Why Mike Pence's Declined Invitation To This Conference Is Raising Eyebrows

Former President Donald Trump is making his first public appearance after leaving office in January at the Conservative Political Action Conference (CPAC) on February 28, 2021. Other speakers for the conference include Sarah Huckabee Sanders and Ben Carson (via Newsweek). However, there's one notable Republican not making an appearance — Mike Pence. The former Vice President has reportedly declined his invitation to the conservative conference, and there are some people speculating whether or not it has anything to do with discord between the two former leaders (via CNN). 

According to Newsweek, Trump and Pence's relationship started to decline towards the end of the former president's term. It was after Trump had asked Pence to reject the electoral votes, which would confirm Joe Biden as the next president of the United States. Mercury News reported that Trump said at a rally in Georgia back in January that he hoped "that our great vice president — our great vice president, comes through for us." Trump also said, "Of course, if he doesn't come through, I won't like him as much," and it seems with this declined invitation, the feelings are mutual.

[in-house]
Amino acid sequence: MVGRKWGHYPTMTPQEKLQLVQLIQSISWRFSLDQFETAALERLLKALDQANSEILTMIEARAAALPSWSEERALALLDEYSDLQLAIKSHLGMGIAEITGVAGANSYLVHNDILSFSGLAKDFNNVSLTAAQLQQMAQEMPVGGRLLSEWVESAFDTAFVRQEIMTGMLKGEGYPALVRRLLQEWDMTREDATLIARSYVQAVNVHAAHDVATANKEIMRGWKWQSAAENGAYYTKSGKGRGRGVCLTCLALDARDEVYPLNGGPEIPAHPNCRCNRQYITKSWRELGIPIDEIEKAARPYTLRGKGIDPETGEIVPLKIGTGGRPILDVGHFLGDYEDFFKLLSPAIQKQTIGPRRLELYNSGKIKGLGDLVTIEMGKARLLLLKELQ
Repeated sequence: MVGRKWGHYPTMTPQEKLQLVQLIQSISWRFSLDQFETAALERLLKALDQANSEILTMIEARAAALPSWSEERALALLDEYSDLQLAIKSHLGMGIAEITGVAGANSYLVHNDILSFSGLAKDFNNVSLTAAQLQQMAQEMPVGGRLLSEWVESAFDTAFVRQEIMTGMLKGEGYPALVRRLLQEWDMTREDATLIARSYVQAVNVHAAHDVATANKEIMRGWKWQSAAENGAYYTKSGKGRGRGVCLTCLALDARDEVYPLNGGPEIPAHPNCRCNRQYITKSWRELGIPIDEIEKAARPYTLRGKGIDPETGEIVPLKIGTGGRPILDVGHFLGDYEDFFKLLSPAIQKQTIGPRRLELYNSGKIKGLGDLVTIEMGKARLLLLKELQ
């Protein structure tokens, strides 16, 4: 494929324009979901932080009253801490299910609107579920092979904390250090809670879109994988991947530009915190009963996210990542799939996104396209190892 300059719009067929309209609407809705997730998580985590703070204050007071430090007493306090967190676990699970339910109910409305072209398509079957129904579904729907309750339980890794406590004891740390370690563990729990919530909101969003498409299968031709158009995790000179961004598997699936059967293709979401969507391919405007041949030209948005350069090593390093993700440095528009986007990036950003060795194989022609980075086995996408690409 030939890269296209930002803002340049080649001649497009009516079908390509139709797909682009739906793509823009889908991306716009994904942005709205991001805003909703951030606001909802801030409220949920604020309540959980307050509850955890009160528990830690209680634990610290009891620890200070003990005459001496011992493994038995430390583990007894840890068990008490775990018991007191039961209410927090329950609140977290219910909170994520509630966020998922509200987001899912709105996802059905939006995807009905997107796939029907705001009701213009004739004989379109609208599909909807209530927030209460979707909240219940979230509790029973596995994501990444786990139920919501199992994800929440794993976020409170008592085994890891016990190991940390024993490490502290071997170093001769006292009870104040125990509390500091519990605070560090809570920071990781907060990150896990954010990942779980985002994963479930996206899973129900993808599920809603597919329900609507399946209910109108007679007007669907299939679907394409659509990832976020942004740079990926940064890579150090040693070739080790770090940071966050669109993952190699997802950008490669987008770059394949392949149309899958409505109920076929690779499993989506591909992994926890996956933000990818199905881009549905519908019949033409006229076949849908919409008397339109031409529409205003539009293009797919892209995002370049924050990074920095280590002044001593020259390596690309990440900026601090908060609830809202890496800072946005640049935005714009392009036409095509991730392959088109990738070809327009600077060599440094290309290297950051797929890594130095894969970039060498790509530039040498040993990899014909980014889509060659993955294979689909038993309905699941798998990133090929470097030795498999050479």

Does Pence feel betrayed after the attack on the Capitol?

Even though the Senate voted to acquit Trump of his second impeachment charges for allegedly inciting the attacks on the Capitol, many still blame the former president for the insurrection. According to The Sun, some rioters who entered the Capitol on January 6 were allegedly saying "hang Mike Pence," blaming the former VP for not rejecting the electoral votes. When asked whether or not Pence felt betrayed by Trump's actions, his former chief of staff, Marc Short, told CNN that the two "parted amicably" and "have spoken since." 

So, according to Short, there is no bad blood between the two. However, that's very different than what Senator Jim Inhofe said right after the riots. According to Tulsa World, Inhofe said he had "never seen Pence as angry as he was [on the day of the attack]," and recalled Pence saying, "After all the things I've done for [Trump]." This declined invitation to CPAC could be a good indicator that things aren't as amicable as they seem, but Pence could just be taking a break from politics for a bit. Slate reported that some organizers of the event still think the former VP will come around, but others are saying that Pence "plans to lay low for the next six months." After everything that's happened, laying low isn't such a bad idea.